Classic Lightweights UK
Classic Components

Odds and Sods

Peter Underwood

I regularly check out the archives of the Classic Rendezvous email lists and realise that collectors of British lightweights from around the world are often asking for information which we take for granted here in the UK.  With this in mind I am creating a page entitled Odds & Sods with the idea of showing some of the unusual add-ons to be found on 'mainly British' bikes.

Odds and sods 11There sometimes comes a stage in collecting bikes when one realises that there no point in buying more machines just for the sake of it. (Oh yes there does!). This is often the time when we try to add small juicy pieces to make the bike stand out.  I once took a really immaculate, all-correct Hetchins Magnum Bonum to a ride and found it surrounded by a crowd intent on studying the Chater Lea double chainset - none of them had seen one 'in the flesh' before. Without the chainset the machine would have been of passing interest to most at the gathering. This set-up needs two chainrings, the alloy spacer ring plus longer bolts with the enigmatic Chater thread!

Even the lowly lamp bracket can lift a machine up a class - look at the people envying the Constrictor alloy lamp bracket (left) with its small lamp retaining 'set screw' at the top. Some of these items are so subtle that they can go un-noticed until you give someone a hint as to what is there, say the 'Heron' pedals on a RRA.

Slightly off-topic here but there was a long discussion on the list relating to the old currency used in many adverts.  There followed submissions of words for coinage such as Bobs, Tanners, Half-crowns, Quids, Ponies, Fivers, Guineas, et al, as well as what the figures with £ s. d. denoted.

Having started the list, I expect to get further submissions to add to it so keep on checking this page.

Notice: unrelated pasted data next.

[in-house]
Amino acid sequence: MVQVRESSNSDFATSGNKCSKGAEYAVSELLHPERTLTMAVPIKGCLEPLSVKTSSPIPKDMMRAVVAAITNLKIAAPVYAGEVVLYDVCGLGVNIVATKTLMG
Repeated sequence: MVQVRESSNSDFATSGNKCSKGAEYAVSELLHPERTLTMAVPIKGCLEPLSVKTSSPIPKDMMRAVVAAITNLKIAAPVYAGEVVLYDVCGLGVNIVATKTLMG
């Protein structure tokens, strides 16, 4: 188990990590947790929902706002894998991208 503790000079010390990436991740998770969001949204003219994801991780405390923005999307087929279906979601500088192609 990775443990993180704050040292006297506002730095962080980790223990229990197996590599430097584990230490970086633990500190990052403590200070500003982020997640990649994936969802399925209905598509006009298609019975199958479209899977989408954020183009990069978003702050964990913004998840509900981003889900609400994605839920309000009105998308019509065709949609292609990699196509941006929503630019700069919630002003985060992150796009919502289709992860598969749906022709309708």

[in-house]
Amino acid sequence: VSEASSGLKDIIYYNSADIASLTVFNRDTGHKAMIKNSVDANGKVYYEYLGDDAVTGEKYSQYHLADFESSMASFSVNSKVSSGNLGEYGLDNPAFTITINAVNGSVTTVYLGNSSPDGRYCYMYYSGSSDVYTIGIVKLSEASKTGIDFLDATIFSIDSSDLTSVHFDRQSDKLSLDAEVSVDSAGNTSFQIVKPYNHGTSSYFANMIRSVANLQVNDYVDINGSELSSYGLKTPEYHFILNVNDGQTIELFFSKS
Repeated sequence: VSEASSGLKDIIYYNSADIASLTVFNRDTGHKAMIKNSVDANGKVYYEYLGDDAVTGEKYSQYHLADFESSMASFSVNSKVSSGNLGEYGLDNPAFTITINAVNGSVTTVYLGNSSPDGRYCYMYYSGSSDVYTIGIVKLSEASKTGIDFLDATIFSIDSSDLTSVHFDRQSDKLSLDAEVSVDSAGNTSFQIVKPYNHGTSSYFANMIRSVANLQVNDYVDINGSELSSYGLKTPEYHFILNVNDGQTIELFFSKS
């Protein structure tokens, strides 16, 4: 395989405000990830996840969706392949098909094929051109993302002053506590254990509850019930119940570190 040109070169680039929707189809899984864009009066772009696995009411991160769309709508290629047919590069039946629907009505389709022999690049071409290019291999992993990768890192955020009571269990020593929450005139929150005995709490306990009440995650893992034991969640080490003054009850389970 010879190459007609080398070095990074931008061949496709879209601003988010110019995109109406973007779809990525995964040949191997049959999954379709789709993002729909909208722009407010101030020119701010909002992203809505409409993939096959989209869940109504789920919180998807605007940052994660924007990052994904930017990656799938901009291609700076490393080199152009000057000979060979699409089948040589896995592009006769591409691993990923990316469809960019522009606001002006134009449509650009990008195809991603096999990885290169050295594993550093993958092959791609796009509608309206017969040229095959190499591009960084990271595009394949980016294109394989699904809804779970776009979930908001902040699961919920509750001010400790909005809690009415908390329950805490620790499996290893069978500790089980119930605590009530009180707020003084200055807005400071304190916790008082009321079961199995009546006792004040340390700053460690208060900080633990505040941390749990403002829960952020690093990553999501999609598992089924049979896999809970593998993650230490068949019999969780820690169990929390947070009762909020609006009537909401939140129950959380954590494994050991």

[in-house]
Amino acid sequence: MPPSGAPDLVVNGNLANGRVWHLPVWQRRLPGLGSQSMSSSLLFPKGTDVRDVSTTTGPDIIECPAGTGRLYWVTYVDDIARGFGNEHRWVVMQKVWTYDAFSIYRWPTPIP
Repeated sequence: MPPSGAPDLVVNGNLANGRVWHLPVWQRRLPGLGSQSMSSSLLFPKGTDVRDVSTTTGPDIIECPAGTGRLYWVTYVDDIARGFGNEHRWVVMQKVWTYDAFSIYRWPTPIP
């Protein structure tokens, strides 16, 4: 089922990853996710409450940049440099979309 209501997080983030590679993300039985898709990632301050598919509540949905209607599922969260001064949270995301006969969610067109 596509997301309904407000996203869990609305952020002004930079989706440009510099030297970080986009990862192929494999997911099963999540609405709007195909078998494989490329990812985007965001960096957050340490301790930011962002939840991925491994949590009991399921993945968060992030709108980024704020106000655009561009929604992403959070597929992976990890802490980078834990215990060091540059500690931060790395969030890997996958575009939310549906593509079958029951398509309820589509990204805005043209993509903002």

Odds and Sods 16 In the era of classic bikes photographers would have used cameras which often needed a long exposure time to capture the image. The dread of this action is 'camera shake' resulting in a fuzzy image.  To counter this certain component companies manufactured mounting brackets for cameras, secured to the bike to act as a tripod substitute.  Here are two examples from Nigel Scott.

"Cyclo Photo" camera bracket that clamps around the handlebars. You unscrew the domed sleeve with the name on it and that allows the stem to be rotated. The thread is still the same one as screws into the Nikon digital I took this image with.

The clamp normally pivots at right-angles on the bolt.
Identical band and bracket with this circular plate attached. You can pull down the knurled knob against a spring under the round plate, though what this achieves and how its used, I have no idea. But the clamp etc is clearly same manufacture so assume it's for a different camera mount? Odds and Sods 17
Odds and sods 1 Terry's spring pump clips are clipped onto any tube of the frame and the opposite side of the clip allows a pump to be pushed in against the spring and is then securely held into place. Easily adjusted for any pump length. If you have a 'gappy' frame with a lot of clearance between the rear wheel and seat tube, the pump can help to camouflage the gap.

Can also be used to attach a Pennine CO2 pump to the frame, or clipped to the stem, with a torch where the pump would normally be, to provide a front light;
Bernard - ex-Blackpool RC